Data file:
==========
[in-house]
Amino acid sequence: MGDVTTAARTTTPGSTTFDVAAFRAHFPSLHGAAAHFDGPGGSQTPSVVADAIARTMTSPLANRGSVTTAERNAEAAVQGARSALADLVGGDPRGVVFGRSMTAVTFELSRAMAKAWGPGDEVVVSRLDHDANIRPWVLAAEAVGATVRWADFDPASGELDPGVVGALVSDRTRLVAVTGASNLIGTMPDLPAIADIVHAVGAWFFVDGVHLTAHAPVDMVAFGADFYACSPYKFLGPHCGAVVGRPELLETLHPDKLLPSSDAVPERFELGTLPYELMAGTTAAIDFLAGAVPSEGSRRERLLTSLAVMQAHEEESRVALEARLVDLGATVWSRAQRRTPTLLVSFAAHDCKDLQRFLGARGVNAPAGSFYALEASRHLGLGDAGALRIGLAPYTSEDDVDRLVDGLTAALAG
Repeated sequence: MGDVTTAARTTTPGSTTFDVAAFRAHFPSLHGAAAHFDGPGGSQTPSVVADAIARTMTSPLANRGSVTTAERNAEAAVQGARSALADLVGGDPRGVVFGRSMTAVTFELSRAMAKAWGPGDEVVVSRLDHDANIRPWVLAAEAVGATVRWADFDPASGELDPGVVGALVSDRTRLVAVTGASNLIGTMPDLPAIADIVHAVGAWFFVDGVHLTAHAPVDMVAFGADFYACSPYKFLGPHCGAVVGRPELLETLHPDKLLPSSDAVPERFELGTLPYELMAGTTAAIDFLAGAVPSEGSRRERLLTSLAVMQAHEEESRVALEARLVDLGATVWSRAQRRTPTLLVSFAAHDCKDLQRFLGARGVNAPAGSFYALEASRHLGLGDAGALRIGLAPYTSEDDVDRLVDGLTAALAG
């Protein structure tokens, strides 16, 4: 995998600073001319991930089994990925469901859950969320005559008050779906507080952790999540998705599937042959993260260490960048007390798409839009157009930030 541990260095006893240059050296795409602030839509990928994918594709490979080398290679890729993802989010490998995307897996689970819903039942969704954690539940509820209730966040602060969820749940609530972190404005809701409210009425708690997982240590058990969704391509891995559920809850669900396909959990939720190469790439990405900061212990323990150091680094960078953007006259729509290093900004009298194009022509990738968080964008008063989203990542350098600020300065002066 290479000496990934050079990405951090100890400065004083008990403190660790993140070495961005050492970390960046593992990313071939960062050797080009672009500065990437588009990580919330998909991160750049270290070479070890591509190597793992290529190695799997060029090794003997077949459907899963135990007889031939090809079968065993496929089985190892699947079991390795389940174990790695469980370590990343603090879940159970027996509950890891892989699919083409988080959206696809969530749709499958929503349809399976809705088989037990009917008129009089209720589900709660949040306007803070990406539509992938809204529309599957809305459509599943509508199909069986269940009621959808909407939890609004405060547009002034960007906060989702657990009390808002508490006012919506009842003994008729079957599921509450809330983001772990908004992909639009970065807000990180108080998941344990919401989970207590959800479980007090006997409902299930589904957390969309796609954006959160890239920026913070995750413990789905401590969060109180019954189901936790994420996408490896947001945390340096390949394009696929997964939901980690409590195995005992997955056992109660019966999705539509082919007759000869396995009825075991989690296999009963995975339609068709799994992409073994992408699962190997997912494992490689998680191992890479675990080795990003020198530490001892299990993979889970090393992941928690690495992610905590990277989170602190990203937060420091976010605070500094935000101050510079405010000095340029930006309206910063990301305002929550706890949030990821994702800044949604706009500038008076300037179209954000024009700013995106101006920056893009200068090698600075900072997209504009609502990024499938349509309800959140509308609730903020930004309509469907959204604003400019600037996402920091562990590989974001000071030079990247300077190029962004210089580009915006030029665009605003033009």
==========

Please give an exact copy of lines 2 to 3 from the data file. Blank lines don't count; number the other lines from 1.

Amino acid sequence: MGDVTTAARTTTPGSTTFDVAAFRAHFPSLHGAAAHFDGPGGSQTPSVVADAIARTMTSPLANRGSVTTAERNAEAAVQGARSALADLVGGDPRGVVFGRSMTAVTFELSRAMAKAWGPGDEVVVSRLDHDANIRPWVLAAEAVGATVRWADFDPASGELDPGVVGALVSDRTRLVAVTGASNLIGTMPDLPAIADIVHAVGAWFFVDGVHLTAHAPVDMVAFGADFYACSPYKFLGPHCGAVVGRPELLETLHPDKLLPSSDAVPERFELGTLPYELMAGTTAAIDFLAGAVPSEGSRRERLLTSLAVMQAHEEESRVALEARLVDLGATVWSRAQRRTPTLLVSFAAHDCKDLQRFLGARGVNAPAGSFYALEASRHLGLGDAGALRIGLAPYTSEDDVDRLVDGLTAALAG
Repeated sequence: MGDVTTAARTTTPGSTTFDVAAFRAHFPSLHGAAAHFDGPGGSQTPSVVADAIARTMTSPLANRGSVTTAERNAEAAVQGARSALADLVGGDPRGVVFGRSMTAVTFELSRAMAKAWGPGDEVVVSRLDHDANIRPWVLAAEAVGATVRWADFDPASGELDPGVVGALVSDRTRLVAVTGASNLIGTMPDLPAIADIVHAVGAWFFVDGVHLTAHAPVDMVAFGADFYACSPYKFLGPHCGAVVGRPELLETLHPDKLLPSSDAVPERFELGTLPYELMAGTTAAIDFLAGAVPSEGSRRERLLTSLAVMQAHEEESRVALEARLVDLGATVWSRAQRRTPTLLVSFAAHDCKDLQRFLGARGVNAPAGSFYALEASRHLGLGDAGALRIGLAPYTSEDDVDRLVDGLTAALAG